Everything I Never Told You By Celeste Ng: Book Review
Celeste Ng’s debut novel, “Everything I Never Told You,” is a literary thriller that begins with some shock elements: a missing girl, a lake, a local bad boy who was one of the last to see her and won’t say what he knows. The book opens in 1977, with chapters taking place in that year alternating with sections set in the mid 60s, when a previous crisis – also involving a missing person – struck the Lee family, which comprises James, a Chinese-American history professor at an Ohio college, his wife Marilyn, an American medical school dropout, and their three children.
The Lee family faces tragedy when they discover their favourite daughter, Lydia, dead in a nearby lake. As a half-white, half-Chinese family and the only Asians in their small town, they endure the isolated grief and unresolved mystery of Lydia’s death: was it murder or suicide?
Indeed, the demise of Lydia Lee, the teenage middle daughter of a Chinese American professor and his Virginia-born wife, is announced in the very first sentence. “Lydia is dead,” Ng writes. “But they don’t know this yet.”
With this as a starting point, “Everything I Never Told You” can’t help but feel a little like a mystery, and the pages that follow do reveal, gradually, the cause of Lydia’s death. At its core, though, Ng’s book is a conventional, domestically cantered novel about a delicate family dynamics behind the Lee family.
Marilyn had been his student when they fell in love, and once she became pregnant with Nath, she had to put a halt on her dream to become a doctor. Marilyn and James then had Lydia, who they both favoured significantly. Despite Nath’s academic success, Marilyn and James invested more energy and love into Lydia—James wanted her to gain the popularity he always lacked (after being denied a job at his alma mater, Harvard, due to this), and Marilyn wanted her to pursue the career she could not. With this constant pressure Lydia rebels by going out with the archetypal boy next door, Jack Wolff. As Nath always had a close relationship with Lydia, he feels protective over her when it comes to Jack. In contrast, due to his rocky relationship with his father, Nath is eager to leave for Harvard as his family has already moved on to the next child. Hannah, the youngest, feels a similar type of neglect, except with the added facet that she feels already forgotten despite just being born.
Lydia’s sudden death further exacerbates the overarching strain in the family. Every member of the family feels some sort of guilt or regret as they reflect on and re-evaluate their memories of her. The premise of the novel begins questioning how Lydia dies, but transforms into a much bigger investigation into family, ambition and sacrifice.
Ng brilliantly depicts the destruction that parents can inflict on their children and on each other. For reasons of their own, Marilyn is desperate for Lydia to become a doctor, while James’s fondest hope is for his daughter to become an American and be friends with all the gleaming-toothed, white-faced high-school girls. Crucially, James’s academic speciality is the history of the cowboy, which he selected as the subject of study most specific to the US. But Lydia, as we learn in scenes from the past, cannot see herself becoming the all-American physician of her folks’ dreams. It is the pressure to do so that effectively kills her.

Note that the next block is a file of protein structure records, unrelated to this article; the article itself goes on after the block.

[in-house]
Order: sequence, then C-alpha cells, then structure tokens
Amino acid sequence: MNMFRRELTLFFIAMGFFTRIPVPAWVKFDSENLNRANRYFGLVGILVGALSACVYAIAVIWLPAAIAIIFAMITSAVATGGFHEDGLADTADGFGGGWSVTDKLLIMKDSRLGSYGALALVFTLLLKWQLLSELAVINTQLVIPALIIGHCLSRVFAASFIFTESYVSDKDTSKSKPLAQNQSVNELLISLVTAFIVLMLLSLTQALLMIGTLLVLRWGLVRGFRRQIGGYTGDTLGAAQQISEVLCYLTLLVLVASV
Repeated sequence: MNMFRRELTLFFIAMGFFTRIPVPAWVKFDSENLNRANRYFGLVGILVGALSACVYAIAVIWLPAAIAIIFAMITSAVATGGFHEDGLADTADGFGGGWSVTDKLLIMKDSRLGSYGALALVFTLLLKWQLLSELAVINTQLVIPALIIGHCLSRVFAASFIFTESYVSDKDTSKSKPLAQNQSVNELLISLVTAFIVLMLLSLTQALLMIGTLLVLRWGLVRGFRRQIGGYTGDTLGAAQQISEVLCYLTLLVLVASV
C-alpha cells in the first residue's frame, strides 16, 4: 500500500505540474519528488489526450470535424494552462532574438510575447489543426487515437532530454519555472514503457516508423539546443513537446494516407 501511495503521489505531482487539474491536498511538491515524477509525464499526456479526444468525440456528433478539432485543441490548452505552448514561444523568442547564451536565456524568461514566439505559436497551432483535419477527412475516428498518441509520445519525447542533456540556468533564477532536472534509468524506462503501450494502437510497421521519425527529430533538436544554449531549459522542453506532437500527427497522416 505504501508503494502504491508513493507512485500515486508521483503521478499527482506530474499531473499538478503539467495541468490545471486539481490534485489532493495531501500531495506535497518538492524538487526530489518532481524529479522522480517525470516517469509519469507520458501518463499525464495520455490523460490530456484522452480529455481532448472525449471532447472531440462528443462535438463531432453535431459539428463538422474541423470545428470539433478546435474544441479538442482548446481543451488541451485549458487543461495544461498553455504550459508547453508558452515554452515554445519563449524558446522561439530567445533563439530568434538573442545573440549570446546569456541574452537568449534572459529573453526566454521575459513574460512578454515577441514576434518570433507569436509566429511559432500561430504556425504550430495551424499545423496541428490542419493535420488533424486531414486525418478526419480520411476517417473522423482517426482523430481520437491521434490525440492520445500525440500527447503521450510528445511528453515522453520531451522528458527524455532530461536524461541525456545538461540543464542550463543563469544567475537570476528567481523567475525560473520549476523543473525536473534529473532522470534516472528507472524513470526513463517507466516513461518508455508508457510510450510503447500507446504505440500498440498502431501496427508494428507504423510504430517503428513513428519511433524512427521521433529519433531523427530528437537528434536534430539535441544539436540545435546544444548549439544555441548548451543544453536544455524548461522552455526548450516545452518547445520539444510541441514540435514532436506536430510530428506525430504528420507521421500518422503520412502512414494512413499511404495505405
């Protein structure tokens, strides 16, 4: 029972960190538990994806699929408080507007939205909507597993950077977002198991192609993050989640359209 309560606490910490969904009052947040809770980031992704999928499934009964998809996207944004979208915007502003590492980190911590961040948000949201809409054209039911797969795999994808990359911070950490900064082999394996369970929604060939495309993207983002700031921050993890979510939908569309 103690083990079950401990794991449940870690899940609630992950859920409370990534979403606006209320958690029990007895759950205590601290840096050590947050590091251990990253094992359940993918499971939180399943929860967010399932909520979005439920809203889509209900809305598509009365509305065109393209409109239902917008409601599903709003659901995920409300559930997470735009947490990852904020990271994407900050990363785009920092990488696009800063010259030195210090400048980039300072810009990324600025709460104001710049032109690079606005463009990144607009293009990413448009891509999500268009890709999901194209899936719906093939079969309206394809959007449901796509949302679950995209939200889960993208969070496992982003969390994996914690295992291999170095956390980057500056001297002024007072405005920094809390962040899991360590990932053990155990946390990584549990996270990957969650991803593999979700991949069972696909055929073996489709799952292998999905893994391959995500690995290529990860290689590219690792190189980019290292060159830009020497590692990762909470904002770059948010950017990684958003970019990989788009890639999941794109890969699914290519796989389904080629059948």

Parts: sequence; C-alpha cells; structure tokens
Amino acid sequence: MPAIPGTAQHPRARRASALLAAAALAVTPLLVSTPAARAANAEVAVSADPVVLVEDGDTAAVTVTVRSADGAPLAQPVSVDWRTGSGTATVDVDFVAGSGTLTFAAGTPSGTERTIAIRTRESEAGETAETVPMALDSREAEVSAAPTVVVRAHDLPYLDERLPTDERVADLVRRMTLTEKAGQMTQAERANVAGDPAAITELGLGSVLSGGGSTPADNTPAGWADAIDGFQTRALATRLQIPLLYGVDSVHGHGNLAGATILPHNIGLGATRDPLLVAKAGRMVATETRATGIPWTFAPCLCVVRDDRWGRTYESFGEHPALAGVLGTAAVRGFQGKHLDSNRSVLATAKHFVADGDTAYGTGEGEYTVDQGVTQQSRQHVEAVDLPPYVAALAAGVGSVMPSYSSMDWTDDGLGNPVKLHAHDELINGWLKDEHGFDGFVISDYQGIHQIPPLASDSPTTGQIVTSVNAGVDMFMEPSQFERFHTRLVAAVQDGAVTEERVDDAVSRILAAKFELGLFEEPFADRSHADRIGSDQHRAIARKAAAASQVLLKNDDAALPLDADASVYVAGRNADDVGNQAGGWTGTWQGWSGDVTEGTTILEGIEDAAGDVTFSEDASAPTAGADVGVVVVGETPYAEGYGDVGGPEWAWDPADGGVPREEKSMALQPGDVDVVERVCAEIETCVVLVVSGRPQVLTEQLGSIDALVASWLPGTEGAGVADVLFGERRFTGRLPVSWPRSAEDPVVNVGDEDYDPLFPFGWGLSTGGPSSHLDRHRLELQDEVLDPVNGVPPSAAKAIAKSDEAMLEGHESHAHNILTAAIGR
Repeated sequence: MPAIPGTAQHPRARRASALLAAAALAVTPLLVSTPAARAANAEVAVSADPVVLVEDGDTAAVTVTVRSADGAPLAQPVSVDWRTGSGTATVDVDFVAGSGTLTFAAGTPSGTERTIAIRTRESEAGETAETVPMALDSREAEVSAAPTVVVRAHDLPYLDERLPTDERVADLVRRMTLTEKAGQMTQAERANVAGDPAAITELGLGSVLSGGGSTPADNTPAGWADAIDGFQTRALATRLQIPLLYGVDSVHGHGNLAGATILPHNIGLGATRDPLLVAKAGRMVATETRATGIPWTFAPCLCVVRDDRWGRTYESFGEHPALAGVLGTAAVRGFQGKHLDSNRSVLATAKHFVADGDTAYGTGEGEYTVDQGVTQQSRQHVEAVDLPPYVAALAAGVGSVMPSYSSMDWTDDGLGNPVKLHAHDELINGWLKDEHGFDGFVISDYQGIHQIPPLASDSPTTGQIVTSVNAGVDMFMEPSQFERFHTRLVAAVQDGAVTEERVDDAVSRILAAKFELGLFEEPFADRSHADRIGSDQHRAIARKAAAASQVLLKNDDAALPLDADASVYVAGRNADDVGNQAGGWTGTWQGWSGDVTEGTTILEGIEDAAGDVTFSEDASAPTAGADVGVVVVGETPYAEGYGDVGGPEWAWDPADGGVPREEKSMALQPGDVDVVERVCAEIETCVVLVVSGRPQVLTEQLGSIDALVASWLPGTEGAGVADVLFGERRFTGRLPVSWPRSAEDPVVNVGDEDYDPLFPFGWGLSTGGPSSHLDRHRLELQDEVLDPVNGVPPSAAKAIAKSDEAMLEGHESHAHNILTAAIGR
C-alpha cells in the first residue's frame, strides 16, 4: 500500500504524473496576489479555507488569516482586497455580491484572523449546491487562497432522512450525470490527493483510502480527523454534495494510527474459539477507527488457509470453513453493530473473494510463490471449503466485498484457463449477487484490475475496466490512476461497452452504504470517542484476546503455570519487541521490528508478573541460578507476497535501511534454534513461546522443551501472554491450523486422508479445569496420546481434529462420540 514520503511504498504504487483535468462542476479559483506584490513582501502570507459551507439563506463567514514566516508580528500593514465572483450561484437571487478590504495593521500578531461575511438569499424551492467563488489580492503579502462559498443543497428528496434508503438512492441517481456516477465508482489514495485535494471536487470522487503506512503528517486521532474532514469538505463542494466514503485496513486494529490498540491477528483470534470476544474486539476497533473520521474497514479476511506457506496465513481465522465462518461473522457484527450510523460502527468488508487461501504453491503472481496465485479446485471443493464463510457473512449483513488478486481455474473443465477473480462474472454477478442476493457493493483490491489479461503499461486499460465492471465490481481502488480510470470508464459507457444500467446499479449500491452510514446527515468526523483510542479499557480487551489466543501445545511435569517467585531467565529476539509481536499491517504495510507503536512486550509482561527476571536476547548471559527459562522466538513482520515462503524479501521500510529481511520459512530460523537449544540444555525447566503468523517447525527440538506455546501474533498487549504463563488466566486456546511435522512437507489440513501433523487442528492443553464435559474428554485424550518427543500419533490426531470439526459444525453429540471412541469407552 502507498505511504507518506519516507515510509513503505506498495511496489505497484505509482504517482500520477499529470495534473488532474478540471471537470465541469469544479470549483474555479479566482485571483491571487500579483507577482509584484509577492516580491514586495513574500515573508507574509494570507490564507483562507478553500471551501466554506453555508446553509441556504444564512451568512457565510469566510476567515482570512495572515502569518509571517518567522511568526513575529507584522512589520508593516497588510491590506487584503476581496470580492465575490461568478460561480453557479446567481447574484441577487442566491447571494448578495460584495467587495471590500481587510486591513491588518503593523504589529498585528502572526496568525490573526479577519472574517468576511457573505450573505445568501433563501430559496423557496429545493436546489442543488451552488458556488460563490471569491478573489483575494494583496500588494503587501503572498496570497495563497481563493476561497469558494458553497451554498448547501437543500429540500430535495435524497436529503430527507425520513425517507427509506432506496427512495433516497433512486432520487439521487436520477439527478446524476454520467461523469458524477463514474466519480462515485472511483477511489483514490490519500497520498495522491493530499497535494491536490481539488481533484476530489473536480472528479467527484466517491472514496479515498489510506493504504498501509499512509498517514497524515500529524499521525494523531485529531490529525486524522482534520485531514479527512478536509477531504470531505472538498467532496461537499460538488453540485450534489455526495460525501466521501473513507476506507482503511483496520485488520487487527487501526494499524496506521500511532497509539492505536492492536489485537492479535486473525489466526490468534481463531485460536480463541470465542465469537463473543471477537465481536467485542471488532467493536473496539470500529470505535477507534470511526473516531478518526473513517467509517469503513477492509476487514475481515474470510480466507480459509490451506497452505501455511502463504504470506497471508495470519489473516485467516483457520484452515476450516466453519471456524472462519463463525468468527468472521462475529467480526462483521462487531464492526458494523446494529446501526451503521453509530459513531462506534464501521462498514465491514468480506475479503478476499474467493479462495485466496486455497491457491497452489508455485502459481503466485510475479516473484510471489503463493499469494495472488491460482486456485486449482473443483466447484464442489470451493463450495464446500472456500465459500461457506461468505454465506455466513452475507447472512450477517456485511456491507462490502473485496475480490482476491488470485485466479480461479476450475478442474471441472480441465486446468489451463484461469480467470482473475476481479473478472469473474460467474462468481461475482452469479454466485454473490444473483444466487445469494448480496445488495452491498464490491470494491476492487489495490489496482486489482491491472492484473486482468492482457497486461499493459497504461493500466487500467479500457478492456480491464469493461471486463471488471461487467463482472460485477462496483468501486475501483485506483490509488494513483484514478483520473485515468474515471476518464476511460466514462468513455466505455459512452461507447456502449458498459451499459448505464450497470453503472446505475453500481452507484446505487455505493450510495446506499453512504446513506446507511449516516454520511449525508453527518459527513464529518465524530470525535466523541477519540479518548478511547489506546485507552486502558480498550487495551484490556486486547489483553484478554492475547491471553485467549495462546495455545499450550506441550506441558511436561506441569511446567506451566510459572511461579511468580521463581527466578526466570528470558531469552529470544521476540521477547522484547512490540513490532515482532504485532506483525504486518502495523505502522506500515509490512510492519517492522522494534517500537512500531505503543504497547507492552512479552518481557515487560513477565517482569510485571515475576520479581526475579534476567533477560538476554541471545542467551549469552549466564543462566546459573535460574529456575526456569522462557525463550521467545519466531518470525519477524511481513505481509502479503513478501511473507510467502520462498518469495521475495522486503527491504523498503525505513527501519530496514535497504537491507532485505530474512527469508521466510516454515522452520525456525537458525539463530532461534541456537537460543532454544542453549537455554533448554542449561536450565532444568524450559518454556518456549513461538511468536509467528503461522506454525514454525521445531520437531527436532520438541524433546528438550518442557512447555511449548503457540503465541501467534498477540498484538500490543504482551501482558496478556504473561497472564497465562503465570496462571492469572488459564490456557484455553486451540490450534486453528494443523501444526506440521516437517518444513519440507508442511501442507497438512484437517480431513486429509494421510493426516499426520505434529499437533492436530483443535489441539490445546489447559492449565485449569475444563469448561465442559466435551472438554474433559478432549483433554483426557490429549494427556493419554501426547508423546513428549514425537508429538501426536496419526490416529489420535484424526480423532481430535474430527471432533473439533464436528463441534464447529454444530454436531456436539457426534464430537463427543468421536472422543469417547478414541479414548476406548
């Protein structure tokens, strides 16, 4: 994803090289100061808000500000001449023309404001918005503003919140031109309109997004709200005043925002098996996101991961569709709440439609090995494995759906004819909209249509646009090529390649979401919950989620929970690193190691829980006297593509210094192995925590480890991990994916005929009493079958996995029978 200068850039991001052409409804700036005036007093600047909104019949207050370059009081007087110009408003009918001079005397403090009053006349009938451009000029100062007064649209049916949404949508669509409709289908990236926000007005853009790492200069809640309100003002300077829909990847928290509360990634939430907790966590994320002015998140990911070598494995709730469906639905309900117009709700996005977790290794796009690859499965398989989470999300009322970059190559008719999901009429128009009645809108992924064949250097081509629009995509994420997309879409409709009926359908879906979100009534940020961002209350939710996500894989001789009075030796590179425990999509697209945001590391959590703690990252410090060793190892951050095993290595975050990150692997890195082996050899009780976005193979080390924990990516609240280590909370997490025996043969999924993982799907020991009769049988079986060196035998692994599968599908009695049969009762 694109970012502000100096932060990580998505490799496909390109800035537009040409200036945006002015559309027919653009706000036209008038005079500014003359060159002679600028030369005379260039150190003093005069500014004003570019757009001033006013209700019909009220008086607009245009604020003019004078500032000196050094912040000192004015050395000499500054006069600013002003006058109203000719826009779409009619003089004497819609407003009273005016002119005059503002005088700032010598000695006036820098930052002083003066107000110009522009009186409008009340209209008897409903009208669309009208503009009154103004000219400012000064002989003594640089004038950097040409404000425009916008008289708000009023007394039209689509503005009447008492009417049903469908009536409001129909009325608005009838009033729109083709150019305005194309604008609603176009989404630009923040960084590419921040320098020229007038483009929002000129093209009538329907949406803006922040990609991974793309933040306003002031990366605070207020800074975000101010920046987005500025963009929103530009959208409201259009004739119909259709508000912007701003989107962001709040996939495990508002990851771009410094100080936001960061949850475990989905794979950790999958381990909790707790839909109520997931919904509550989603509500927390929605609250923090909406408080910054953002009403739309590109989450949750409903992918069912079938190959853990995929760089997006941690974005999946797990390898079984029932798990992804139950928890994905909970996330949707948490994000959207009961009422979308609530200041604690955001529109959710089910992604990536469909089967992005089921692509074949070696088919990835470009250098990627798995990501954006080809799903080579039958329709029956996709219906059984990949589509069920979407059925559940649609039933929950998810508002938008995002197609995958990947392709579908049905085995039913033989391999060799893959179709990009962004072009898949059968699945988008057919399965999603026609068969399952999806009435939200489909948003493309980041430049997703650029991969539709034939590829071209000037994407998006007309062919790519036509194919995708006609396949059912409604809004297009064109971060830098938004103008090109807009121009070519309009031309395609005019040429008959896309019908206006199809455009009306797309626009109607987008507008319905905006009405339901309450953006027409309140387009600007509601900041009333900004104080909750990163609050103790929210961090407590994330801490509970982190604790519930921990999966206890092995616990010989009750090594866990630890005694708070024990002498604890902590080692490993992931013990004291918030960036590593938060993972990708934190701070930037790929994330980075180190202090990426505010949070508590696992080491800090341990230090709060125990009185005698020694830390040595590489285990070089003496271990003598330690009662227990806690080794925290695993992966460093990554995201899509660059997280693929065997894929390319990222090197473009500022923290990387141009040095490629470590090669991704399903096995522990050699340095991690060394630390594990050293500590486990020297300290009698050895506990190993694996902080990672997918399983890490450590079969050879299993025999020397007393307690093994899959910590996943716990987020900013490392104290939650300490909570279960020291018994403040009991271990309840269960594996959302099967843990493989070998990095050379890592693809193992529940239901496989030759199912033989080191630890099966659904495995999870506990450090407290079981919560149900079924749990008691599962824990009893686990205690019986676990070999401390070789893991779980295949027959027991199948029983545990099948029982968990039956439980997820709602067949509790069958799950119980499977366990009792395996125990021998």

Each of her family suffers some kind of identity crisis: her brother Nathan is off to Harvard, where his reception will not be uniformly warm. And does Nathan’s conviction that their neighbour Jack knows how his sister died result from a belief that the boy is a murderer, or that he is a racist?
Marilyn is estranged from her cold and distant mother, a home economics teacher who prays at the feet of Betty Crocker and doesn’t approve of her daughter’s marriage. “You’re sure,” she asks after meeting James for the first time, “that he doesn’t just want a green card?”
James is a U.S. citizen. At the same time, he has never quite felt he belonged anywhere, and not just because he grew up as the lone Asian student in a Midwestern boarding school where his father was the janitor. In the 1960s, he became one of the first Asians to lecture in U.S. history at Harvard — but his students treated him like an exotic interloper. Years later, he has not shaken his sense of loneliness. Nor is he any less driven. His ambitions hover like a cloud over the family, especially over his oldest son, Nath.
“Though Nath dreamed of MIT, or Carnegie Mellon, or Caltech … he knew there was only one place his father would approve: Harvard. To James, anything else was a failing,” Ng writes. Nath can see that “Lydia has never really had friends, but their parents have never known.” He’s privy to the many ways Lydia has feigned normality — by pretending to talk to friends on the phone, for instance. He is “amazed at the stillness in her face,” the way his sister “can lie without even a raised eyebrow to give her away.”
It is hard to like any of the characters apart from Hannah whose passivity makes the reader pity her, yet with all of the characters the readers does understand their behaviour and reason behind every action they take. They might not be likable but they are relatable as they do exist in our society and we have seen such people in our daily life.
Identity and acceptance is something we all strive for but when the desire for both reaches an extreme limit then that’s when they turn into a destructive tool.
The book is engaging and starts off quite strong but half way through you feel its repetitive and does drag on at times though it is a fairly enjoyable read. We have given it 3/5 rating.